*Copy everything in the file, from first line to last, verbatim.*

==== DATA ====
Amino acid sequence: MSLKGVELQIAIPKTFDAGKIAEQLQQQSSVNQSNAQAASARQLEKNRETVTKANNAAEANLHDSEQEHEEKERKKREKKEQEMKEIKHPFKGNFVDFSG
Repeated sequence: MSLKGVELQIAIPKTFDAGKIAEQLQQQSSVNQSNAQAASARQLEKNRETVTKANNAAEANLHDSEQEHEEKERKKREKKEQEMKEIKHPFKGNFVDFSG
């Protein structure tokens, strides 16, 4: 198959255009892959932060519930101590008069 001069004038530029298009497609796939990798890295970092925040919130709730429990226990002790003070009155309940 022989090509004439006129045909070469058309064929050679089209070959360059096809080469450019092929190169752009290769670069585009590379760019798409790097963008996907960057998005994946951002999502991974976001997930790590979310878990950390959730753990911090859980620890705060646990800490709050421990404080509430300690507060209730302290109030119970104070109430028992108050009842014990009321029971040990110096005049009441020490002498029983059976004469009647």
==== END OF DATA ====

Amino acid sequence: MSLKGVELQIAIPKTFDAGKIAEQLQQQSSVNQSNAQAASARQLEKNRETVTKANNAAEANLHDSEQEHEEKERKKREKKEQEMKEIKHPFKGNFVDFSG
Repeated sequence: MSLKGVELQIAIPKTFDAGKIAEQLQQQSSVNQSNAQAASARQLEKNRETVTKANNAAEANLHDSEQEHEEKERKKREKKEQEMKEIKHPFKGNFVDFSG
């Protein structure tokens, strides 16, 4: 198959255009892959932060519930101590008069 001069004038530029298009497609796939990798890295970092925040919130709730429990226990002790003070009155309940 022989090509004439006129045909070469058309064929050679089209070959360059096809080469450019092929190169752009290769670069585009590379760019798409790097963008996907960057998005994946951002999502991974976001997930790590979310878990950390959730753990911090859980620890705060646990800490709050421990404080509430300690507060209730302290109030119970104070109430028992108050009842014990009321029971040990110096005049009441020490002498029983059976004469009647």